View Article and Find Full Text PDF

Download full-text PDF

Source
http://dx.doi.org/10.3892/ijmm.2018.3368DOI Listing
http://www.ncbi.nlm.nih.gov/pmc/articles/PMC5819913PMC
March 2018

Τhe genetics of juvenile idiopathic arthritis: Searching for new susceptibility loci.

Mol Med Rep 2017 Dec 5;16(6):8793-8798. Epub 2017 Oct 5.

Section of Molecular Pathology and Human Genetics, Department of Internal Medicine, School of Medicine, University of Crete, Heraklion 71003, Greece.

Juvenile idiopathic arthritis (JIA) is an autoimmune disease that is characterized by persistent chronic arthritis and affected by genetic and environmental factors. Different genetic variations have been reported as risk factors for JIA. However, given that many results could not be replicated in individuals of different ancestral origin, it was assumed that heterogeneous genetic factors are involved in this disease. In the present study, we analyzed three single nucleotide polymorphisms (SNPs), namely PTPRC (rs10919563), TYK2 (rs34536443) and PRKCQ (rs4750316), which were found to be associated with JIA in previous studies. We also investigated whether the intron‑4 located 27‑bp VNTR of endothelial nitric oxide synthase (eNOS), is associated with risk for JIA in Greece. In total, 125 JIA patients and 221 healthy controls from northern Greece were included in the study as a sample set. Samples were then analyzed, and genotyped for the three SNPs with TaqMan primer‑probe sets, using a Real‑Time PCR platform (ViiA™ 7 Real‑Time PCR system), while eNOS VNTR polymorphism was genotyped by PCR. Statistical analysis was performed using a GraphPad Prism statistical program. The χ2 test was used to examine differences of genotype and allele frequencies between patients and controls. Statistical significance was defined by using the two‑tailed P<0.05 test. Bioinformatics analysis was conducted by using BlastP, Pymol, Maestro and Desmond. In the case‑control association study performed, eNOS only was found to be associated with JIA. Genotype a/a and allele 'a' were found in a higher frequency in JIA patients than in controls [p<0.0001, odds ratio (OR)=0.15, 95% confidence intervals (CI): 0.065‑0.37; and p<0.0001, OR=0.34, 95% CI: 0.23‑0.49, respectively]. No associations with JIA were detected for TYK2, PTPRC or PRKCQ. Aiming to investigate the structural consequences and the structure/function relationships accompanying the Pro1104 to Ala (rs34536443) mutation on TYK2 protein, bioinformatics analysis was performed. Combining three‑dimensional (3D)‑modeling and molecular dynamics simulations we identified changes in structural flexibility, affecting the functionality of the kinase domain of TYK2. To the best of our knowledge, this is the first time that eNOS VNTR polymorphism is associated with susceptibility to JIA, suggesting a differential role of allele 'a' in various complex diseases. The current data emphasize the importance of comparative studies in populations of a different ancestral background towards the clarification of the role of specific alleles in the development of JIA.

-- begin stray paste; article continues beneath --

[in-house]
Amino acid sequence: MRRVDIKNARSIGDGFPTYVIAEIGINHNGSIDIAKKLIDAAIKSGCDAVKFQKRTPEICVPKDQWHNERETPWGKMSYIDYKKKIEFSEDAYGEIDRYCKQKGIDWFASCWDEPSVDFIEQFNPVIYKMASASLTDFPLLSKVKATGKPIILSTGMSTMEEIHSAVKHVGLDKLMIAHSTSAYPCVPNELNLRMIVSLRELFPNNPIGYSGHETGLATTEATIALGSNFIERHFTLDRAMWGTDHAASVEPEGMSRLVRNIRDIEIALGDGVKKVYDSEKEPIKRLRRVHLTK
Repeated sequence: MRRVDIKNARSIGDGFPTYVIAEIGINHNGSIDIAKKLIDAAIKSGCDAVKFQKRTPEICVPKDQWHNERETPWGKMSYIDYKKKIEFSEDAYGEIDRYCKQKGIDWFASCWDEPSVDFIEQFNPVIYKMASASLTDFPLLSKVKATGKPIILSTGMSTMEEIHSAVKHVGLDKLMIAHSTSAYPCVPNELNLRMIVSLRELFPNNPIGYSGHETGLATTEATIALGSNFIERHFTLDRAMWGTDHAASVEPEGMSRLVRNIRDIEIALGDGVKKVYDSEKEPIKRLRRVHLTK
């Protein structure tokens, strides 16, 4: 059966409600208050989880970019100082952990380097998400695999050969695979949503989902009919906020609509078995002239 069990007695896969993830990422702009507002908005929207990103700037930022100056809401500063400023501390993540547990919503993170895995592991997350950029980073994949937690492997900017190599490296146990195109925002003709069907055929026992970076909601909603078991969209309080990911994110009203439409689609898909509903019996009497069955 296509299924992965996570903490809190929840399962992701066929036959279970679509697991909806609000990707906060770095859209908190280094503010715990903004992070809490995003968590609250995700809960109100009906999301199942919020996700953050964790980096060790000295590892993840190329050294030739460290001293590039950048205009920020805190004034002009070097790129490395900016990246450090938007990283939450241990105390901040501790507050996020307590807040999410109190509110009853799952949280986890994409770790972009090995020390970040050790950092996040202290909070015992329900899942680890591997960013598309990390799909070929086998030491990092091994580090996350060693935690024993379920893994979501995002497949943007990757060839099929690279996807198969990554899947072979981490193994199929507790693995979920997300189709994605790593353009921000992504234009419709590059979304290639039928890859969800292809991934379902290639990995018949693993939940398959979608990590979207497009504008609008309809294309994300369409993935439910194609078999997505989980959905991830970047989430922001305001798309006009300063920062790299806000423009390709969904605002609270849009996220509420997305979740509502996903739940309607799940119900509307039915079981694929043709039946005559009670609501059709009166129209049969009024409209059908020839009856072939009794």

View Article and Find Full Text PDF

Download full-text PDF

Source
http://dx.doi.org/10.3892/mmr.2017.7733DOI Listing
http://www.ncbi.nlm.nih.gov/pmc/articles/PMC5779956PMC
December 2017